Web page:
The Masculinity of the Governator: Muscle and Compassion in American Politics


Messner, Michael A. 2007. “The Masculinity of the Governator: Muscle and Compassion in American Politics.” Gender and Society 21 (4): 461-480. 

Author: Michael Messner


Arnold Schwarzenegger's celebrity status allowed him to project a symbolic masculine persona that was effective in gaining political power as California governor. The well-known violent tough-guy persona that Schwarzenegger developed in the mid-1980s contributed to a post—Vietnam era cultural remasculinization of the American man. But this narrow hypermasculinity was often caricatured in popular culture and delegitimized. In the 1990s and 2000s, Schwarzenegger forged a credible masculine imagery by introducing characters who were humorously self-mocking and focused on care and protection of children. Schwarzenegger's resultant hybrid masculinity, the "Kindergarten Commando," represents an ascendant hegemonic masculinity always foregrounding muscle, toughness, and the threat of violence and following with situationally appropriate symbolic displays of compassion. The equation of toughness plus compassion composing the Kindergarten Commando is asymmetrical, with toughness eclipsing compassion; this has implications for the kinds of policies that U.S. elected leaders advocate. Republicans utilize this masculine imagery in national politics to gain voters' trust in times of fear and insecurity and continue to employ a strategy that projects a devalued feminized stigma onto more liberal candidates.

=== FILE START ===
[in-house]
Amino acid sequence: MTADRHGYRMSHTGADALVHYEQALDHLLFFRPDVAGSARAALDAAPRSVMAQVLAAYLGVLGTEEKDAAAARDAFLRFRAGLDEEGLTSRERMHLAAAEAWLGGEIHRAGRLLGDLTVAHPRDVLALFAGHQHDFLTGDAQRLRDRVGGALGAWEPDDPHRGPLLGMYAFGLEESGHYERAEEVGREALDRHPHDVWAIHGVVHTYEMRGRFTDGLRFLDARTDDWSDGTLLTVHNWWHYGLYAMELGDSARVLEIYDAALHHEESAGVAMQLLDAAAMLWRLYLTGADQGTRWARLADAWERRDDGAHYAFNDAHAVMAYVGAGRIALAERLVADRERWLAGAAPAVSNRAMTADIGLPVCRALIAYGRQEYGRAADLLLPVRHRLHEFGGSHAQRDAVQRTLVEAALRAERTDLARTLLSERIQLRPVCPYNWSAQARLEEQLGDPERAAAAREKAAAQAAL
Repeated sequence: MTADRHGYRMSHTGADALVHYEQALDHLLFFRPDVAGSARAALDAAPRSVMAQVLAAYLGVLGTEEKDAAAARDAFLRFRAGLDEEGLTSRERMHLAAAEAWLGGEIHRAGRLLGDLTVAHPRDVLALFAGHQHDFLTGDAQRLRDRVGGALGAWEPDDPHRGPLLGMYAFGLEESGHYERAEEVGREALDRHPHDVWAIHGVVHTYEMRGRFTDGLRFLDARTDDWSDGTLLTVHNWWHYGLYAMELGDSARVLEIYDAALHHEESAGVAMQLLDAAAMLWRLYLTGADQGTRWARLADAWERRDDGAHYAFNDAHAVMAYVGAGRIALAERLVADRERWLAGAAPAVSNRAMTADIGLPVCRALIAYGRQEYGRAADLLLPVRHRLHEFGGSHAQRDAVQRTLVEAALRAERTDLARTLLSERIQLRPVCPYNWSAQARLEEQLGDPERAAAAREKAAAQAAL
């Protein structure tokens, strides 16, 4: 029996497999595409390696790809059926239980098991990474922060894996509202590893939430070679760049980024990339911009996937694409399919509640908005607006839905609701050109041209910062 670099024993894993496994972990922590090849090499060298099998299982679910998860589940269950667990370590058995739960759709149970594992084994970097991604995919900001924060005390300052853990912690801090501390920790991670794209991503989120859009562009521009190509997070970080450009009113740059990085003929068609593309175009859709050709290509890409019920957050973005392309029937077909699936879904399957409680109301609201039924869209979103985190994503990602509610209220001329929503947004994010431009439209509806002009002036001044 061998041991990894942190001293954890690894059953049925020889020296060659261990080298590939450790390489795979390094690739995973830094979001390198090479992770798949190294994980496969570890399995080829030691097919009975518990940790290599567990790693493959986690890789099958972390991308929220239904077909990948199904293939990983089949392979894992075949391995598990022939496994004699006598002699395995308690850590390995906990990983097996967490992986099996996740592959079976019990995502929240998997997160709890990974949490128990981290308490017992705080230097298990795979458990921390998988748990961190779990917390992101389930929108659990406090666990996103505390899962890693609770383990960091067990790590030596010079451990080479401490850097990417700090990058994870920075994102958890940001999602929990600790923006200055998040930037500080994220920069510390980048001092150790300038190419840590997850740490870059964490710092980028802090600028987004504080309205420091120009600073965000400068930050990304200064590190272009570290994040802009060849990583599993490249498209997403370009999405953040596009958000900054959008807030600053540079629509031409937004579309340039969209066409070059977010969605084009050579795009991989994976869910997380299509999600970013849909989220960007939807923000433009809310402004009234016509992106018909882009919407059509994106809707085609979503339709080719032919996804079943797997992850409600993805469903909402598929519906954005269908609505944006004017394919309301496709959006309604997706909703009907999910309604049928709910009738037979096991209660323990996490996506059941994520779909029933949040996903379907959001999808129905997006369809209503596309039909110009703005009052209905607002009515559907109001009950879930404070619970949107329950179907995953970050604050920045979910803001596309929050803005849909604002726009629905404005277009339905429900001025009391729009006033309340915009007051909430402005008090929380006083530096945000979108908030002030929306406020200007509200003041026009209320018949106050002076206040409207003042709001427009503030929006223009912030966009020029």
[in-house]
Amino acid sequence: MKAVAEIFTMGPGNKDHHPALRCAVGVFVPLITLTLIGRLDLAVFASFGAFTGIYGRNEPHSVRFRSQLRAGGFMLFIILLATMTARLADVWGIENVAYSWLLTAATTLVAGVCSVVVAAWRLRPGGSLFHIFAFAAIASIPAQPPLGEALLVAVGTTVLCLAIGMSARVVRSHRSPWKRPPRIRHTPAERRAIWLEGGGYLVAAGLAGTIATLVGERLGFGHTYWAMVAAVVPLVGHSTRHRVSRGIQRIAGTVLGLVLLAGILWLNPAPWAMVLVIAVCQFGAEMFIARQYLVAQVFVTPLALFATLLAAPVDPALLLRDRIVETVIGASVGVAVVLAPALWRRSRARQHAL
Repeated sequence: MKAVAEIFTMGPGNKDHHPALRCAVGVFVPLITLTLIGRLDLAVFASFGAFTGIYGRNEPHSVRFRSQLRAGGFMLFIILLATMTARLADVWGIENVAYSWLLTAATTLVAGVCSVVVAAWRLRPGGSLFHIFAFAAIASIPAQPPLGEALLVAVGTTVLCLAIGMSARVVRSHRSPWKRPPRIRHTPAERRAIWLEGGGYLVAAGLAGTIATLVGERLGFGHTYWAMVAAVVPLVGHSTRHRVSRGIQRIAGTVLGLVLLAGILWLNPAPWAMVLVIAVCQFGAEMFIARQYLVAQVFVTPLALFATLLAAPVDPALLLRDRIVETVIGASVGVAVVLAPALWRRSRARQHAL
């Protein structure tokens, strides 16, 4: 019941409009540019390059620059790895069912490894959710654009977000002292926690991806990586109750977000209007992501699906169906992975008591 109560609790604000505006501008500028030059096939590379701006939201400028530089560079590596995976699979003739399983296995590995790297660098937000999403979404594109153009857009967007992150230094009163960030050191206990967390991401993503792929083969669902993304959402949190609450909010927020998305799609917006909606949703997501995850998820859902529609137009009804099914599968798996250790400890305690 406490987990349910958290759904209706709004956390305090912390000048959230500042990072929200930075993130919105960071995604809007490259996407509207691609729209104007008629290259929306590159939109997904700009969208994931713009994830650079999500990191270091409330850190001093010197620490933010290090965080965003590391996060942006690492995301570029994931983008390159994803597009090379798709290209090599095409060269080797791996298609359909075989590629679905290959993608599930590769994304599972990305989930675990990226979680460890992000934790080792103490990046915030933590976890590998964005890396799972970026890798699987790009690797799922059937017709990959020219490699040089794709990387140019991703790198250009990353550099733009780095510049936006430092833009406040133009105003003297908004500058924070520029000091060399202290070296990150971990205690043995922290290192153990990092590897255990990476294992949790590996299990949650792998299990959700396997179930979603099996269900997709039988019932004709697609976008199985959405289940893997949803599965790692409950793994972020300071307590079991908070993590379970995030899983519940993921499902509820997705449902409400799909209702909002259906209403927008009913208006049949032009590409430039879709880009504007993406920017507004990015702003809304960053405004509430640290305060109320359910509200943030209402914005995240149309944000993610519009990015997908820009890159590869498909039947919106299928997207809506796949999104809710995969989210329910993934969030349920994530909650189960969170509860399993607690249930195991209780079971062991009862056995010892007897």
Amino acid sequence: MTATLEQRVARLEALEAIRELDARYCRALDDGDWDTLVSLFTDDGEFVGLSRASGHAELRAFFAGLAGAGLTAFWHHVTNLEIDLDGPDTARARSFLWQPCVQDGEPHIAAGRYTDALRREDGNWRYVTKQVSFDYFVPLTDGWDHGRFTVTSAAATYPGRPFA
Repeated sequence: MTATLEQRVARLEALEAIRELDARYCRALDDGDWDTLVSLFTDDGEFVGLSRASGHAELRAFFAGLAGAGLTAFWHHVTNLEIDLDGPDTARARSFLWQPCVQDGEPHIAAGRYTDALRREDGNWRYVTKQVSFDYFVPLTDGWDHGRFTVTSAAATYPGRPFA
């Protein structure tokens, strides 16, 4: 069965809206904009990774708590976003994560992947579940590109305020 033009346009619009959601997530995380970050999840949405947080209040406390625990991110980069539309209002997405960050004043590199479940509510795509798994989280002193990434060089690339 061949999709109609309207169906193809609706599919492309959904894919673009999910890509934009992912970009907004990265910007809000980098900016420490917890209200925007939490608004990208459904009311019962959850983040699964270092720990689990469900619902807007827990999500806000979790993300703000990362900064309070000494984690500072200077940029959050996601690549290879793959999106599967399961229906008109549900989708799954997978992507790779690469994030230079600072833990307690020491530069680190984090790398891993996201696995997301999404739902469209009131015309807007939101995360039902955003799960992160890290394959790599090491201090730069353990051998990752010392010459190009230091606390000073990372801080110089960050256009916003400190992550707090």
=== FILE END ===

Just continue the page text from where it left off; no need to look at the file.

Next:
Topics: Gender, Men, Masculinity/ies, Gender Roles, Gendered Power Relations, Governance, Political Participation Regions: Americas, North America Countries: United States of America

Year: 2007

© 2023 CONSORTIUM ON GENDER, SECURITY & HUMAN RIGHTSLEGAL STATEMENT All photographs used on this site, and any materials posted on it, are the property of their respective owners, and are used by permission. Photographs: The images used on the site may not be downloaded, used, or reproduced in any way without the permission of the owner of the image. Materials: Visitors to the site are welcome to peruse the materials posted for their own research or for educational purposes. These materials, whether the property of the Consortium or of another, may only be reproduced with the permission of the owner of the material. This website contains copyrighted materials. The Consortium believes that any use of copyrighted material on this site is both permissive and in accordance with the Fair Use doctrine of 17 U.S.C. § 107. If, however, you believe that your intellectual property rights have been violated, please contact the Consortium at